by Rowen Pillay of Edgefolio: Raising capital in the hedge fund industry has traditionally depended on having a personal network of investor relationships. However in recent years, that model has been challenged by increased competition from cheaper, better performing products and scepticism about the effectiveness of actively managed funds. Managers, now facing pressure to reduce fees, are seeking new and more efficient approaches to maintain investor interest through the use of distribution technology and digital marketing.
Early Need for Marketing
In our recent study, with GPP and the AIMA, we looked at the driving growth behaviours for hedge funds. Most managers surveyed agreed on the importance of marketing to drive growth, however a key consideration and point of evidence, was on how much should a growing hedge fund be allocating to its marketing spend and at what stage in its initial growth should marketing be a priority.
Our respondents told us that passing the $100m AUM barrier is seen as a major milestone in a fund’s long-term success. Conventional wisdom says that building a fund to this threshold, with desirably low marketing costs, requires a degree of balance by demonstrating credibility with a robust track record before exposing the fund to a wider pool of potential investors.
However, it should not be surprising that 94% of managers with less than $100m AUM are actively marketing their fund to prospective investors. Additionally, those managers were spending an average of 19% of their fees revenue on marketing – up from an average of 11% for those managing over $100m AUM.
Percentage of management fees spent on marketing
Source: Making it Big Survey. AIMA, GPP & Edgefolio
Marketing and Communications Talent
For emerging funds, investing in marketing can be seen as unnecessary until the fund is larger. Although this chicken and egg scenario can be problematic for managers, it was clear that investing in marketing is critical and for the need to hire a marketer early in the fund’s lifecycle. Not one manager with greater than a billion dollars AUM nor any manager running between $100m and $500m AUM outsourced their marketing function.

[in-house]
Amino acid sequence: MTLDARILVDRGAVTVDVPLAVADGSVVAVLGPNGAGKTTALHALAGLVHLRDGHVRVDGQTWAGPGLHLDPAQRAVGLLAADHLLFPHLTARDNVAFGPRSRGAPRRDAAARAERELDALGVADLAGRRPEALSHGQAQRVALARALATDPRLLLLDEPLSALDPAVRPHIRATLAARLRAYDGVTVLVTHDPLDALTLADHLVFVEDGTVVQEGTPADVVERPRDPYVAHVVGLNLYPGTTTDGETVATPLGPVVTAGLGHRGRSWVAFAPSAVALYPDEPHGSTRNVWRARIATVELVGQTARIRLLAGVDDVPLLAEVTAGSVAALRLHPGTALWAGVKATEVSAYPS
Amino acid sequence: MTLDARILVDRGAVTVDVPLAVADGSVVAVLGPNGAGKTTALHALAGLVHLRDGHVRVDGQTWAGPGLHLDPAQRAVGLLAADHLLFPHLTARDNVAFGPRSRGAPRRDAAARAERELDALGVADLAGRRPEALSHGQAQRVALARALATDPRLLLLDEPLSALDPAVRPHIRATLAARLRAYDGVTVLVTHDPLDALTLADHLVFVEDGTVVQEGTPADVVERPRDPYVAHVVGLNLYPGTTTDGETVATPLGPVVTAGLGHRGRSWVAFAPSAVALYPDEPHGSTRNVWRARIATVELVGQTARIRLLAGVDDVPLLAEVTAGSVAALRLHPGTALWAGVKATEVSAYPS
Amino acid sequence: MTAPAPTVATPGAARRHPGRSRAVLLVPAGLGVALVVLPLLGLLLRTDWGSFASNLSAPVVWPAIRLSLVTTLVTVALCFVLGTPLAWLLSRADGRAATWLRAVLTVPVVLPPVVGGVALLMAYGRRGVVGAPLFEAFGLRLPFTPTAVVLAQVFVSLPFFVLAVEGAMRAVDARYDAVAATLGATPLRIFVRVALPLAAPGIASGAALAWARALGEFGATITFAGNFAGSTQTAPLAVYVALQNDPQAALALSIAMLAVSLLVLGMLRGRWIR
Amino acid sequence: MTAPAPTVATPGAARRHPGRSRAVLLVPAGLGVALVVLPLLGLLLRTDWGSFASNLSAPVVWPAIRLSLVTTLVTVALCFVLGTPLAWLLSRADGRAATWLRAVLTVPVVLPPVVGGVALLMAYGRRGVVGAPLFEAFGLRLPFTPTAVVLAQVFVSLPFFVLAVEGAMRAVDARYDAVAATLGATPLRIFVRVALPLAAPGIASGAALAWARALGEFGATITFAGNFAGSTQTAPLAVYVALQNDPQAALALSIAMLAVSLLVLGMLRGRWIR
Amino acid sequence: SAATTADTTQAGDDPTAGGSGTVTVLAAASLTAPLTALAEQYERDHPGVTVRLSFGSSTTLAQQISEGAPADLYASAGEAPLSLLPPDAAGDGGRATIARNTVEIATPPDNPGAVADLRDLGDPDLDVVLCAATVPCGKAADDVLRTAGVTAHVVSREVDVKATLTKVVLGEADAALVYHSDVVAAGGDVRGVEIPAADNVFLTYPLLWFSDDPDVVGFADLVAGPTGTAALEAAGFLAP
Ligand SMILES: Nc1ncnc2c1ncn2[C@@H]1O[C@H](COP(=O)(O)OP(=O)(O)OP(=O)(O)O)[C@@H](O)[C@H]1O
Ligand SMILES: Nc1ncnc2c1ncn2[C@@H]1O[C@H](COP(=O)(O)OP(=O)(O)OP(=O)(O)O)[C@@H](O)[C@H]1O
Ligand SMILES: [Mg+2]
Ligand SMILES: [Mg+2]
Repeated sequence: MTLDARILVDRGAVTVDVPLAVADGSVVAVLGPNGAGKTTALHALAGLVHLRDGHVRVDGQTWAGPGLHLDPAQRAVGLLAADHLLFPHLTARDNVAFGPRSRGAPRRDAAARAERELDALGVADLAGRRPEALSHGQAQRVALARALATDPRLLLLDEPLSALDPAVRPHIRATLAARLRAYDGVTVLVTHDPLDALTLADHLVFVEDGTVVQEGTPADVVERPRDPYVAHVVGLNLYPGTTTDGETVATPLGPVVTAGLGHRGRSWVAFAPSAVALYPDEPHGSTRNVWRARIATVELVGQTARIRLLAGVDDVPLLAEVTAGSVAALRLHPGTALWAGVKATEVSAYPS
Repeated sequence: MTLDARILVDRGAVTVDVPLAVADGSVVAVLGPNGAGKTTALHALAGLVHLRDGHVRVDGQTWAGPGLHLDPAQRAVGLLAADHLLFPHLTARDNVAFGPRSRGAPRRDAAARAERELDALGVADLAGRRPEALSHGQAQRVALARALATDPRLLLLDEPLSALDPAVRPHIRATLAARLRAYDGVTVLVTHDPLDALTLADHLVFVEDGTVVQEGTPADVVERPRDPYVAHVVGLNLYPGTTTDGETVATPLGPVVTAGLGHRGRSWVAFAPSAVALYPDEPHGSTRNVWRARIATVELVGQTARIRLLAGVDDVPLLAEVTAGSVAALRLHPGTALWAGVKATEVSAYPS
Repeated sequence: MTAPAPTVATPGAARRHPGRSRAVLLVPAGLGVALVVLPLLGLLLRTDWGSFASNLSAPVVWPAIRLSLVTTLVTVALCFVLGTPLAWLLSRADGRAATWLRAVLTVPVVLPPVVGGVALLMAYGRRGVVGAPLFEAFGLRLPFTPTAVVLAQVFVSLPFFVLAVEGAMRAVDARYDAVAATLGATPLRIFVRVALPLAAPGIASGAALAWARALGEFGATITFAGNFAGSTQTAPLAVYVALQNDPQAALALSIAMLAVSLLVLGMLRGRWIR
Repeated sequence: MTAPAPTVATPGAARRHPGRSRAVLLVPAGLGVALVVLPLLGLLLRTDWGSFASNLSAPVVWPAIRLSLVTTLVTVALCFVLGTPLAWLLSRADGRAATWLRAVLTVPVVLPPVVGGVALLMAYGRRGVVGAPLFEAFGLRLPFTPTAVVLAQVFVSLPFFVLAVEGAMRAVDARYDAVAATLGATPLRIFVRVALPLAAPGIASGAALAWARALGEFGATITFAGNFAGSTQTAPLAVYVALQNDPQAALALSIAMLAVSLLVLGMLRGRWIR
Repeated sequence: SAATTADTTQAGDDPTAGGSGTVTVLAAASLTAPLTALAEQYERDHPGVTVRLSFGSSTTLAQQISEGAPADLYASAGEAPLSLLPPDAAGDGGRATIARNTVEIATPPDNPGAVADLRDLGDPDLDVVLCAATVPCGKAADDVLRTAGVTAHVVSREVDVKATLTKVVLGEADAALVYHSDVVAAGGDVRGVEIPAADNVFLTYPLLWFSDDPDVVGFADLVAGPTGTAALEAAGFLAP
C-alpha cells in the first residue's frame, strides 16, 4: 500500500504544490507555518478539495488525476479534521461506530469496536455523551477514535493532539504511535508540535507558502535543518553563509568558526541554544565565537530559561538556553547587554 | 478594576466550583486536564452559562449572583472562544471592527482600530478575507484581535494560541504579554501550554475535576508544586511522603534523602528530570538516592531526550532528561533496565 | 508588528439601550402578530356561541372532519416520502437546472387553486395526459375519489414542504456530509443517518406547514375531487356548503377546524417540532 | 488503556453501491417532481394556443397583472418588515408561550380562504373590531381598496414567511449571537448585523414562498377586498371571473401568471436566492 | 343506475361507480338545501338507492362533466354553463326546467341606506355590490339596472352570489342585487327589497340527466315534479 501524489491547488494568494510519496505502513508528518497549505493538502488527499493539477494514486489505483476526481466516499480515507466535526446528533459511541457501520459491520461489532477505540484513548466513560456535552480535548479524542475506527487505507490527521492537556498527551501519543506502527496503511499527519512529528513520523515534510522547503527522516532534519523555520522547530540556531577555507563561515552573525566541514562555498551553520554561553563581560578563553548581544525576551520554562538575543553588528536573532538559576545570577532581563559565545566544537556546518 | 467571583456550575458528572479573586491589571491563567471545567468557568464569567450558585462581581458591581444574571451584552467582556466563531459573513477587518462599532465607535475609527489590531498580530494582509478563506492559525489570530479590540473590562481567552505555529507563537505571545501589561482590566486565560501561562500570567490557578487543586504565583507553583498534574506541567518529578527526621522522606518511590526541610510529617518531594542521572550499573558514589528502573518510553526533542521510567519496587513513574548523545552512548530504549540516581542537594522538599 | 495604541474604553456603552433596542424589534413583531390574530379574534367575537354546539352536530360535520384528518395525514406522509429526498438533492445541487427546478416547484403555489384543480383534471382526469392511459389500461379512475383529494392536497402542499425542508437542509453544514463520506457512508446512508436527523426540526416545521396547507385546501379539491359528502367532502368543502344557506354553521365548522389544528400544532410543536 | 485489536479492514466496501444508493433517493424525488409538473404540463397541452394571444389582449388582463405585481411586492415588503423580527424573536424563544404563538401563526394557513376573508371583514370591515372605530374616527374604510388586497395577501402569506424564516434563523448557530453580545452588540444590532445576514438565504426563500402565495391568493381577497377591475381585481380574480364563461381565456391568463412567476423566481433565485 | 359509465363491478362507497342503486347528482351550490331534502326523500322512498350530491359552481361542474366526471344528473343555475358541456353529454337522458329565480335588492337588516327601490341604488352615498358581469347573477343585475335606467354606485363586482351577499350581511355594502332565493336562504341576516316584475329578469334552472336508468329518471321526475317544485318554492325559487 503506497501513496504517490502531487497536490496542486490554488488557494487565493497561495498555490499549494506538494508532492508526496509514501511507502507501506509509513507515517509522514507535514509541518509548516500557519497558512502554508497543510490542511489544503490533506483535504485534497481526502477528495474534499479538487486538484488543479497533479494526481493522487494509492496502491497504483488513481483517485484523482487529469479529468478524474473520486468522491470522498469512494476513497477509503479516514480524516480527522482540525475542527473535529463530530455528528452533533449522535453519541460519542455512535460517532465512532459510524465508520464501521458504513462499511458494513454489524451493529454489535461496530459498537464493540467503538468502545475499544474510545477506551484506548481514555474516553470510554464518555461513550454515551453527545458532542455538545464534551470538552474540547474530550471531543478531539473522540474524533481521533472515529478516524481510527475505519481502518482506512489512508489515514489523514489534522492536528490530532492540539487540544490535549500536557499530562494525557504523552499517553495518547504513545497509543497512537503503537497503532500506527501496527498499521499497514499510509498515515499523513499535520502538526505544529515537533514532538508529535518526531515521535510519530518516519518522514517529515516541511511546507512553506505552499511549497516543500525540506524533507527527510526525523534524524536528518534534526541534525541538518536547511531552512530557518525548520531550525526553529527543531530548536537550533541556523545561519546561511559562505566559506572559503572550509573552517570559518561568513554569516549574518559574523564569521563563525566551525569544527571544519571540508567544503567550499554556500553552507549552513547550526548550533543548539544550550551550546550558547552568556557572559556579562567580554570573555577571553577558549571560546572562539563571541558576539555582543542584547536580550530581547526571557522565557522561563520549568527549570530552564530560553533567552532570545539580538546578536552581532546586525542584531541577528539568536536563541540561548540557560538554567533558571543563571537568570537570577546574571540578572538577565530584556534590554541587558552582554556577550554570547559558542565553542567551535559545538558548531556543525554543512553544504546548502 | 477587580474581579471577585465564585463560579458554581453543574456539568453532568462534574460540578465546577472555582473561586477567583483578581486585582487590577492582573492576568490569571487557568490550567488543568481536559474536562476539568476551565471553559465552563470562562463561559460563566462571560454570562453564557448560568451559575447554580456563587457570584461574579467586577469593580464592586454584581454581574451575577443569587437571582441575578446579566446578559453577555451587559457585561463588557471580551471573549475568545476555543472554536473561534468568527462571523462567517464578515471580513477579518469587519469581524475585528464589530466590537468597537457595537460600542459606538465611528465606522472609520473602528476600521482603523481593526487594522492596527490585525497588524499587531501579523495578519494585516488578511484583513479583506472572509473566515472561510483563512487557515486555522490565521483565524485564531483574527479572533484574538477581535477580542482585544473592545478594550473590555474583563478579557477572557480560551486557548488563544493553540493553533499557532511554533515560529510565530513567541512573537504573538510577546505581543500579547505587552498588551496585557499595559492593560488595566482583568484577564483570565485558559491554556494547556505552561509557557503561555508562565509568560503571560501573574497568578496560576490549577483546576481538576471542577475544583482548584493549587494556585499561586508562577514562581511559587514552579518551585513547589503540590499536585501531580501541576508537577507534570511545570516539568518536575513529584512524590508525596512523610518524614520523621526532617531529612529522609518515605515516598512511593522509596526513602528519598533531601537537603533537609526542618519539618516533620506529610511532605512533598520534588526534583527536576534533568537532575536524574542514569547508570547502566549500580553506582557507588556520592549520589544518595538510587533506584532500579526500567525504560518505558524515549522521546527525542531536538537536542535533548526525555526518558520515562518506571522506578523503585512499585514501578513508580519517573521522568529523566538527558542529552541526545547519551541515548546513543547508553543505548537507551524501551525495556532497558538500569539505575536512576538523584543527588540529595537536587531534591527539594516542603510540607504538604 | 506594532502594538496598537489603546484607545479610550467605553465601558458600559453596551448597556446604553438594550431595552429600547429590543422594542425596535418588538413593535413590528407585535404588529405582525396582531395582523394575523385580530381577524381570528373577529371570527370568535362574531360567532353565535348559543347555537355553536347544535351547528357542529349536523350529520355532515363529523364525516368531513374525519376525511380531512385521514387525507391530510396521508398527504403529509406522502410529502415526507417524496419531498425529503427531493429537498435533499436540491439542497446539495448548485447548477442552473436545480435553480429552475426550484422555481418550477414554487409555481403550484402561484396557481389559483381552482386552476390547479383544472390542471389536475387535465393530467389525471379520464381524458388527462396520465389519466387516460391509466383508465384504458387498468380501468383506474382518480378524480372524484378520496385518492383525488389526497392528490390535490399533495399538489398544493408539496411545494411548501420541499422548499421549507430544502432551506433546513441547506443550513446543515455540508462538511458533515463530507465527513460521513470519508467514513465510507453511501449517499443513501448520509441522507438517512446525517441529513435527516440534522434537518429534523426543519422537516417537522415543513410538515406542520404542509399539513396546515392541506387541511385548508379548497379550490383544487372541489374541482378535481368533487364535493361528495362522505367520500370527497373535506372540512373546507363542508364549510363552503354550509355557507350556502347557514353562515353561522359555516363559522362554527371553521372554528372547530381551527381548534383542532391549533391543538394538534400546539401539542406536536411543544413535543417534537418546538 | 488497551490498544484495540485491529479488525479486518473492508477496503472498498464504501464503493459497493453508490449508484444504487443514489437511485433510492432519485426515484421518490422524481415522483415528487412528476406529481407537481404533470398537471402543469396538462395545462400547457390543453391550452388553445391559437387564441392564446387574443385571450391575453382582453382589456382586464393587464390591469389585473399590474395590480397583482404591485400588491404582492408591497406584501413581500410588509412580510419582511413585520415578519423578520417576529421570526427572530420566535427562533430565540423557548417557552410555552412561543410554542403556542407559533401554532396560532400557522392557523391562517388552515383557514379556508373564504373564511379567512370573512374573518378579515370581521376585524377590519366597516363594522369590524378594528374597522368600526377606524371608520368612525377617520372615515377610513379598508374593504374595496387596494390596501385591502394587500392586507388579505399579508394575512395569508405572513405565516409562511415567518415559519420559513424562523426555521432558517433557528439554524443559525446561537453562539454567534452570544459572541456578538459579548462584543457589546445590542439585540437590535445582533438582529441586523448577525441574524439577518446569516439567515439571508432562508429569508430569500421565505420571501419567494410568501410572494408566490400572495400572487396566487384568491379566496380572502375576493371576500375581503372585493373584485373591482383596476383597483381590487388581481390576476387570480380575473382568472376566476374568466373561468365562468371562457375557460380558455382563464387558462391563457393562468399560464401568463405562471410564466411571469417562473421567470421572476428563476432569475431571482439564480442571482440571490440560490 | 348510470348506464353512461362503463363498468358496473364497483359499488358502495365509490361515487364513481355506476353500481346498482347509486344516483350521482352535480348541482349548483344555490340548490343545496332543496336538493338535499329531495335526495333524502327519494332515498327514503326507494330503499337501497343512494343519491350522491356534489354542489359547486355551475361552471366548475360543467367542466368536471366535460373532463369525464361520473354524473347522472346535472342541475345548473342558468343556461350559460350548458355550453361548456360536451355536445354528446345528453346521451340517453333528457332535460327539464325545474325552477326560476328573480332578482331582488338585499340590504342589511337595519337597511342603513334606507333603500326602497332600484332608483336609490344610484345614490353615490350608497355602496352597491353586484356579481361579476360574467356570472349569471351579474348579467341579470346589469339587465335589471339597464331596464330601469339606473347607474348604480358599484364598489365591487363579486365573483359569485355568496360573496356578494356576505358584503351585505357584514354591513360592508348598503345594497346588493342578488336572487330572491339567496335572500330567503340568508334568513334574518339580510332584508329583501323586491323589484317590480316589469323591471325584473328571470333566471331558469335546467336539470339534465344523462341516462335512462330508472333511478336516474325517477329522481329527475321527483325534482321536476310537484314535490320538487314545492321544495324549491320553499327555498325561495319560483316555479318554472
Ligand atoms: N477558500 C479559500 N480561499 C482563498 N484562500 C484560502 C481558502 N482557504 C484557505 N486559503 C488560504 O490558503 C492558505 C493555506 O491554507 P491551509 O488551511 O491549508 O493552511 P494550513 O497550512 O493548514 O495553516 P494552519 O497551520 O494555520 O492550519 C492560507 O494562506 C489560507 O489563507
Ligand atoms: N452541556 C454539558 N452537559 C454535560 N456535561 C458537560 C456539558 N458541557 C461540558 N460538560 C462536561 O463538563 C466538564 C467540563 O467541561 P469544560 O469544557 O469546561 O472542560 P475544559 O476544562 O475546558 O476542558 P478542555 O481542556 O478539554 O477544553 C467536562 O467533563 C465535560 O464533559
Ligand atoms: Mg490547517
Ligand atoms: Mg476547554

In the cases where sub $100m fund managers did not invest in marketing, it was often the case that marketing responsibilities were taken on by the role of the CEO, CIO or COO – effectively diluting time dedicated to their primary role in the interim of having a dedicated marketing function.
Investors in our survey were also shown to receive marketing content positively and expressed the importance of maintaining access to the manager during and after the investment process. By offering allocators transparency around the hedge fund strategy, approach to risk and correlation to the market, smaller funds were able to mitigate the effects of having a short track record.
Managers with an internal resource or outsource the following function
Source: Making it Big Survey. AIMA, GPP & Edgefolio
Investors Desire Data
Investors in our survey cited that one of their main challenges was access to comparable fund data and the manual nature of due diligence in their allocation process. With a wider range of fund information and communication tools at their disposal, it’s clear that investors have come to demand a greater level of transparency, depth of information and more frequent interactions with their fund managers. Regardless of the role within the fund that fulfils a client’s need for information, there is a strong case for a solution to optimise the amount of time required to satisfy this need and to ensure a consistent, scalable approach to distributing this information.